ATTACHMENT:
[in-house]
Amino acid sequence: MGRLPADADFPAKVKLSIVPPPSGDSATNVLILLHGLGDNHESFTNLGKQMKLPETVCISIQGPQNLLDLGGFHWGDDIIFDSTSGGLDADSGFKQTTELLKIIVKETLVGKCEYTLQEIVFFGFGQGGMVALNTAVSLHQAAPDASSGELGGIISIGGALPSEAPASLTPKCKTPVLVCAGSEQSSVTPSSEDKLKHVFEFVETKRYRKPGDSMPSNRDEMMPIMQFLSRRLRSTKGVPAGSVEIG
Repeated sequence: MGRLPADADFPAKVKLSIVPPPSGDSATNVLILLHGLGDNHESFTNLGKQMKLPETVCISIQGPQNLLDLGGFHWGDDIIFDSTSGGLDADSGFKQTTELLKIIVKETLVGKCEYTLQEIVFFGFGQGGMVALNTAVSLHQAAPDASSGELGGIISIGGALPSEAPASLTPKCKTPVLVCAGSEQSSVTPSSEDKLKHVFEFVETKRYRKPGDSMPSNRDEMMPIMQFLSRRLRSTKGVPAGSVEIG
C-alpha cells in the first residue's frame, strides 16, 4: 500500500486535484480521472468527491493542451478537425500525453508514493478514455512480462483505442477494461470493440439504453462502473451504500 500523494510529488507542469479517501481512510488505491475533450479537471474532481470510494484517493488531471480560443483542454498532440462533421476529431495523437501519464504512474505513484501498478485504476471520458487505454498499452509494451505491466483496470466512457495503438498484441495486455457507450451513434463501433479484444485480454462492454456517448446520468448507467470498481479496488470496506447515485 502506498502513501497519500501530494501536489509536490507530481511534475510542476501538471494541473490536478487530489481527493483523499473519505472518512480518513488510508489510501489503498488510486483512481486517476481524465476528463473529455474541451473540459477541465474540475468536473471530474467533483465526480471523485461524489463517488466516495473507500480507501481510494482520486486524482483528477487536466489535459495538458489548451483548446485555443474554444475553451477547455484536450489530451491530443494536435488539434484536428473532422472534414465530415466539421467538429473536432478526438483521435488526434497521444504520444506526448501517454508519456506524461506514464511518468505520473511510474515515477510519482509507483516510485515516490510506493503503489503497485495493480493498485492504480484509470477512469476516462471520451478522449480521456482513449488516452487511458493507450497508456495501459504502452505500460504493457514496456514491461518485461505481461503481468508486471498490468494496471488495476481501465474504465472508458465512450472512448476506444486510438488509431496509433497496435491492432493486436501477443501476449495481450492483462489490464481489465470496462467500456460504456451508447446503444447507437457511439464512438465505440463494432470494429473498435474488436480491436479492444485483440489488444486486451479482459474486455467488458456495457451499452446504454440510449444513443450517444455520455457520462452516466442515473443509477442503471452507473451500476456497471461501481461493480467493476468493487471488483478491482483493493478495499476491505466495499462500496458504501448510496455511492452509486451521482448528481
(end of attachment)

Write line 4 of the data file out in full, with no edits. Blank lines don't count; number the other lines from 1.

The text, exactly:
C-alpha cells in the first residue's frame, strides 16, 4: 500500500486535484480521472468527491493542451478537425500525453508514493478514455512480462483505442477494461470493440439504453462502473451504500 500523494510529488507542469479517501481512510488505491475533450479537471474532481470510494484517493488531471480560443483542454498532440462533421476529431495523437501519464504512474505513484501498478485504476471520458487505454498499452509494451505491466483496470466512457495503438498484441495486455457507450451513434463501433479484444485480454462492454456517448446520468448507467470498481479496488470496506447515485 502506498502513501497519500501530494501536489509536490507530481511534475510542476501538471494541473490536478487530489481527493483523499473519505472518512480518513488510508489510501489503498488510486483512481486517476481524465476528463473529455474541451473540459477541465474540475468536473471530474467533483465526480471523485461524489463517488466516495473507500480507501481510494482520486486524482483528477487536466489535459495538458489548451483548446485555443474554444475553451477547455484536450489530451491530443494536435488539434484536428473532422472534414465530415466539421467538429473536432478526438483521435488526434497521444504520444506526448501517454508519456506524461506514464511518468505520473511510474515515477510519482509507483516510485515516490510506493503503489503497485495493480493498485492504480484509470477512469476516462471520451478522449480521456482513449488516452487511458493507450497508456495501459504502452505500460504493457514496456514491461518485461505481461503481468508486471498490468494496471488495476481501465474504465472508458465512450472512448476506444486510438488509431496509433497496435491492432493486436501477443501476449495481450492483462489490464481489465470496462467500456460504456451508447446503444447507437457511439464512438465505440463494432470494429473498435474488436480491436479492444485483440489488444486486451479482459474486455467488458456495457451499452446504454440510449444513443450517444455520455457520462452516466442515473443509477442503471452507473451500476456497471461501481461493480467493476468493487471488483478491482483493493478495499476491505466495499462500496458504501448510496455511492452509486451521482448528481